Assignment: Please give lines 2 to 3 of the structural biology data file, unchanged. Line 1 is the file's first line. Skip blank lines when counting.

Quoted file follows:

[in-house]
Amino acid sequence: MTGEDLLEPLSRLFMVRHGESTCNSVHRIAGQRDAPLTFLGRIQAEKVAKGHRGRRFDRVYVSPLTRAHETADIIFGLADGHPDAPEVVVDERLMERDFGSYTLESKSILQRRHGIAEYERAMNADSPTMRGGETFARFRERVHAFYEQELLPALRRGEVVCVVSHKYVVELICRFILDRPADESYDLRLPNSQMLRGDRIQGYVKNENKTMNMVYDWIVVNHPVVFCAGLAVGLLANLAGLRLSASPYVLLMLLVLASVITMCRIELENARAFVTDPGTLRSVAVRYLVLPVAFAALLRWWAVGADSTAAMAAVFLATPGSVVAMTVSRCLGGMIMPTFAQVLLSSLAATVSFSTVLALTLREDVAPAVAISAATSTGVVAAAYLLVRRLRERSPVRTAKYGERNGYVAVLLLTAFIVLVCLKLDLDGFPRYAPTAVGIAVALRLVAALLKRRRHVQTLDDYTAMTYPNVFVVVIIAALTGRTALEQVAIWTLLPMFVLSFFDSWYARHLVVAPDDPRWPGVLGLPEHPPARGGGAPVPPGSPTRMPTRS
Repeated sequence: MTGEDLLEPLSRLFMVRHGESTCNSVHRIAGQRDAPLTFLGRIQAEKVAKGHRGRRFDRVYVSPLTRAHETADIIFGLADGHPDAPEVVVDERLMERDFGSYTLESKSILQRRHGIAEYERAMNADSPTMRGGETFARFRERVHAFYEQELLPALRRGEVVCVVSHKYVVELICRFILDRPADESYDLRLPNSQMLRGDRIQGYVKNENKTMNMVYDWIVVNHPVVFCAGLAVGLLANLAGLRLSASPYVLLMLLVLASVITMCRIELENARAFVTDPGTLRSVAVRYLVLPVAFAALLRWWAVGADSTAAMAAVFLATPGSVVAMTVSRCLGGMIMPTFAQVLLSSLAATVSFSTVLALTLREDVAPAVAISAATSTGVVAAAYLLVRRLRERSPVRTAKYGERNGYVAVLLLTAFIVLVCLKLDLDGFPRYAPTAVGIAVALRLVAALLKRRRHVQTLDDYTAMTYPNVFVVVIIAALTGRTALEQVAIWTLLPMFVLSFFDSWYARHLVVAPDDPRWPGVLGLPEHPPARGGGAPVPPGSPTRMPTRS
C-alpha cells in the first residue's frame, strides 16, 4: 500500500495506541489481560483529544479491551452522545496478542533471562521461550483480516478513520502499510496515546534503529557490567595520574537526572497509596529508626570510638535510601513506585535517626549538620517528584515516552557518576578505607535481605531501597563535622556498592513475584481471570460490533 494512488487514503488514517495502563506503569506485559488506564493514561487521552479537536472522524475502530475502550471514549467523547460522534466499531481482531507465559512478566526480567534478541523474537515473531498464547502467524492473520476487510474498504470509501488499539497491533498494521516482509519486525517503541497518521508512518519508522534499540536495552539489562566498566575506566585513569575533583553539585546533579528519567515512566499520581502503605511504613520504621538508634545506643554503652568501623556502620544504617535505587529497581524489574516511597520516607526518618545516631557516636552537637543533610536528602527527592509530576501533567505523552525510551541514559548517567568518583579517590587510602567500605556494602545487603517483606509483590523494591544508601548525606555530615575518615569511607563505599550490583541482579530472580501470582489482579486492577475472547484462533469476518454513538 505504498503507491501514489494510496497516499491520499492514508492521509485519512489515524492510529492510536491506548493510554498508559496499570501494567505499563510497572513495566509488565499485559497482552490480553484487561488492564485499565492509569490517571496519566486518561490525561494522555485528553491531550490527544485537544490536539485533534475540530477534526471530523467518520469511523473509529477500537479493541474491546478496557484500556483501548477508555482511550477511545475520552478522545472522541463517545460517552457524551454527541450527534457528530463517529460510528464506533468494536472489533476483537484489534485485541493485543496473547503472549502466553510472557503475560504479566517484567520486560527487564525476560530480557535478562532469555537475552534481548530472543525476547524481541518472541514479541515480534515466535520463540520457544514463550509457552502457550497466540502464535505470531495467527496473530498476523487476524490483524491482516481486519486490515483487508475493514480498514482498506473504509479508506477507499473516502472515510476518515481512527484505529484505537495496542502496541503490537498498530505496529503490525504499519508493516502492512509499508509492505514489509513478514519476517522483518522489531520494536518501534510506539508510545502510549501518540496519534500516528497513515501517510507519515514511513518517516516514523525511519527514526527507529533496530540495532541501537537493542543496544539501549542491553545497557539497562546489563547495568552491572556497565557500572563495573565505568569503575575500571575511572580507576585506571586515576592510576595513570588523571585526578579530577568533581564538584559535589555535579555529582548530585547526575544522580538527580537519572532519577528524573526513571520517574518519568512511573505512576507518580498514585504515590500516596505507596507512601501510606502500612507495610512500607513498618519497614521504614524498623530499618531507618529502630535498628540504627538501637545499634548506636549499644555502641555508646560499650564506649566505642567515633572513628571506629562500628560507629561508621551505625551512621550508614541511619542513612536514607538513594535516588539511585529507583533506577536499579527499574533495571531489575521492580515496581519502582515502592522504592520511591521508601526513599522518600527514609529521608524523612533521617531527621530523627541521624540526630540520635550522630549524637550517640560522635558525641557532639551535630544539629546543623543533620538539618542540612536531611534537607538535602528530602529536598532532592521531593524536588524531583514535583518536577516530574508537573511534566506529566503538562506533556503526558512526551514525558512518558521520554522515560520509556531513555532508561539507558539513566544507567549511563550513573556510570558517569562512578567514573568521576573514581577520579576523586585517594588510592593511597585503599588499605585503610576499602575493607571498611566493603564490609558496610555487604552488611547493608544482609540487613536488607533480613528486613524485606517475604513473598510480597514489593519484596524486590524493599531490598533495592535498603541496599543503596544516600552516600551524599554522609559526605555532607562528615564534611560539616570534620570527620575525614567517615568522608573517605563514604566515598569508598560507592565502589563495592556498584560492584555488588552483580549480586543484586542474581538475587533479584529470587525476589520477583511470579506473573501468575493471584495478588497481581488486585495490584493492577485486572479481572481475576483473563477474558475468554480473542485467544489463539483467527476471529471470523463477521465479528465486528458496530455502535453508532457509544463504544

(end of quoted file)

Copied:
Amino acid sequence: MTGEDLLEPLSRLFMVRHGESTCNSVHRIAGQRDAPLTFLGRIQAEKVAKGHRGRRFDRVYVSPLTRAHETADIIFGLADGHPDAPEVVVDERLMERDFGSYTLESKSILQRRHGIAEYERAMNADSPTMRGGETFARFRERVHAFYEQELLPALRRGEVVCVVSHKYVVELICRFILDRPADESYDLRLPNSQMLRGDRIQGYVKNENKTMNMVYDWIVVNHPVVFCAGLAVGLLANLAGLRLSASPYVLLMLLVLASVITMCRIELENARAFVTDPGTLRSVAVRYLVLPVAFAALLRWWAVGADSTAAMAAVFLATPGSVVAMTVSRCLGGMIMPTFAQVLLSSLAATVSFSTVLALTLREDVAPAVAISAATSTGVVAAAYLLVRRLRERSPVRTAKYGERNGYVAVLLLTAFIVLVCLKLDLDGFPRYAPTAVGIAVALRLVAALLKRRRHVQTLDDYTAMTYPNVFVVVIIAALTGRTALEQVAIWTLLPMFVLSFFDSWYARHLVVAPDDPRWPGVLGLPEHPPARGGGAPVPPGSPTRMPTRS
Repeated sequence: MTGEDLLEPLSRLFMVRHGESTCNSVHRIAGQRDAPLTFLGRIQAEKVAKGHRGRRFDRVYVSPLTRAHETADIIFGLADGHPDAPEVVVDERLMERDFGSYTLESKSILQRRHGIAEYERAMNADSPTMRGGETFARFRERVHAFYEQELLPALRRGEVVCVVSHKYVVELICRFILDRPADESYDLRLPNSQMLRGDRIQGYVKNENKTMNMVYDWIVVNHPVVFCAGLAVGLLANLAGLRLSASPYVLLMLLVLASVITMCRIELENARAFVTDPGTLRSVAVRYLVLPVAFAALLRWWAVGADSTAAMAAVFLATPGSVVAMTVSRCLGGMIMPTFAQVLLSSLAATVSFSTVLALTLREDVAPAVAISAATSTGVVAAAYLLVRRLRERSPVRTAKYGERNGYVAVLLLTAFIVLVCLKLDLDGFPRYAPTAVGIAVALRLVAALLKRRRHVQTLDDYTAMTYPNVFVVVIIAALTGRTALEQVAIWTLLPMFVLSFFDSWYARHLVVAPDDPRWPGVLGLPEHPPARGGGAPVPPGSPTRMPTRS